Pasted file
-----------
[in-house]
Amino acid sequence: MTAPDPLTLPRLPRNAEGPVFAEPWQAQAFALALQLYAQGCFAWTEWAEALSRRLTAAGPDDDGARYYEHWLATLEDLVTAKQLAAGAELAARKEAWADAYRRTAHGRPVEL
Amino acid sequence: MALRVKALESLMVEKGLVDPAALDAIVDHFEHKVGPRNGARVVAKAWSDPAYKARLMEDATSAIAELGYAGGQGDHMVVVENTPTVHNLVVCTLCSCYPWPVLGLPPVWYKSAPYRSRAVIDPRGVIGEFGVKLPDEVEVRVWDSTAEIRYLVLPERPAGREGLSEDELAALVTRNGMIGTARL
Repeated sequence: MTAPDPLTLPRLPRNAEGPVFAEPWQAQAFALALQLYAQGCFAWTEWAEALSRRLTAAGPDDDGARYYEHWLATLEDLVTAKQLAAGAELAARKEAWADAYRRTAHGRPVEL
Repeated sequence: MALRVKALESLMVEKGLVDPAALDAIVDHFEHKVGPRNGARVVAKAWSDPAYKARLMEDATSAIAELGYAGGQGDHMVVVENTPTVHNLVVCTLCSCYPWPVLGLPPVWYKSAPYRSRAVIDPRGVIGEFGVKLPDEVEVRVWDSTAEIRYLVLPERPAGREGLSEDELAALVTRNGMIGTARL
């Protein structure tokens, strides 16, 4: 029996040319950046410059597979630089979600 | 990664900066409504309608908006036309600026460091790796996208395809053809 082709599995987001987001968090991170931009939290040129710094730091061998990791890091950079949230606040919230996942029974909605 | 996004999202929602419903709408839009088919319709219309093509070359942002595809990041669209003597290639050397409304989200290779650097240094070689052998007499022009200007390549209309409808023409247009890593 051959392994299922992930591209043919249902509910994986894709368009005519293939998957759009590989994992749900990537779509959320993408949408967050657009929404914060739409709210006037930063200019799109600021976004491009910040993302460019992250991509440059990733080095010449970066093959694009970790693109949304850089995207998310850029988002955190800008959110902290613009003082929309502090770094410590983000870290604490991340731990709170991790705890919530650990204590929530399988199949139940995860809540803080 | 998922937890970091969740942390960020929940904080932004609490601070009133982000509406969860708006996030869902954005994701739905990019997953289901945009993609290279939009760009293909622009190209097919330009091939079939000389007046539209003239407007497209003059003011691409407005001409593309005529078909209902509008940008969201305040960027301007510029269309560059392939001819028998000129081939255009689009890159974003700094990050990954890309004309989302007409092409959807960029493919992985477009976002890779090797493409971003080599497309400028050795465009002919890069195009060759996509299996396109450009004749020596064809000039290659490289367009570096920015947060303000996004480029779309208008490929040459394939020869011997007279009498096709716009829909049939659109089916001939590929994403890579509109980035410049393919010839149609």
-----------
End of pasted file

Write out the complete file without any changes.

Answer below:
[in-house]
Amino acid sequence: MTAPDPLTLPRLPRNAEGPVFAEPWQAQAFALALQLYAQGCFAWTEWAEALSRRLTAAGPDDDGARYYEHWLATLEDLVTAKQLAAGAELAARKEAWADAYRRTAHGRPVEL
Amino acid sequence: MALRVKALESLMVEKGLVDPAALDAIVDHFEHKVGPRNGARVVAKAWSDPAYKARLMEDATSAIAELGYAGGQGDHMVVVENTPTVHNLVVCTLCSCYPWPVLGLPPVWYKSAPYRSRAVIDPRGVIGEFGVKLPDEVEVRVWDSTAEIRYLVLPERPAGREGLSEDELAALVTRNGMIGTARL
Repeated sequence: MTAPDPLTLPRLPRNAEGPVFAEPWQAQAFALALQLYAQGCFAWTEWAEALSRRLTAAGPDDDGARYYEHWLATLEDLVTAKQLAAGAELAARKEAWADAYRRTAHGRPVEL
Repeated sequence: MALRVKALESLMVEKGLVDPAALDAIVDHFEHKVGPRNGARVVAKAWSDPAYKARLMEDATSAIAELGYAGGQGDHMVVVENTPTVHNLVVCTLCSCYPWPVLGLPPVWYKSAPYRSRAVIDPRGVIGEFGVKLPDEVEVRVWDSTAEIRYLVLPERPAGREGLSEDELAALVTRNGMIGTARL
């Protein structure tokens, strides 16, 4: 029996040319950046410059597979630089979600 | 990664900066409504309608908006036309600026460091790796996208395809053809 082709599995987001987001968090991170931009939290040129710094730091061998990791890091950079949230606040919230996942029974909605 | 996004999202929602419903709408839009088919319709219309093509070359942002595809990041669209003597290639050397409304989200290779650097240094070689052998007499022009200007390549209309409808023409247009890593 051959392994299922992930591209043919249902509910994986894709368009005519293939998957759009590989994992749900990537779509959320993408949408967050657009929404914060739409709210006037930063200019799109600021976004491009910040993302460019992250991509440059990733080095010449970066093959694009970790693109949304850089995207998310850029988002955190800008959110902290613009003082929309502090770094410590983000870290604490991340731990709170991790705890919530650990204590929530399988199949139940995860809540803080 | 998922937890970091969740942390960020929940904080932004609490601070009133982000509406969860708006996030869902954005994701739905990019997953289901945009993609290279939009760009293909622009190209097919330009091939079939000389007046539209003239407007497209003059003011691409407005001409593309005529078909209902509008940008969201305040960027301007510029269309560059392939001819028998000129081939255009689009890159974003700094990050990954890309004309989302007409092409959807960029493919992985477009976002890779090797493409971003080599497309400028050795465009002919890069195009060759996509299996396109450009004749020596064809000039290659490289367009570096920015947060303000996004480029779309208008490929040459394939020869011997007279009498096709716009829909049939659109089916001939590929994403890579509109980035410049393919010839149609």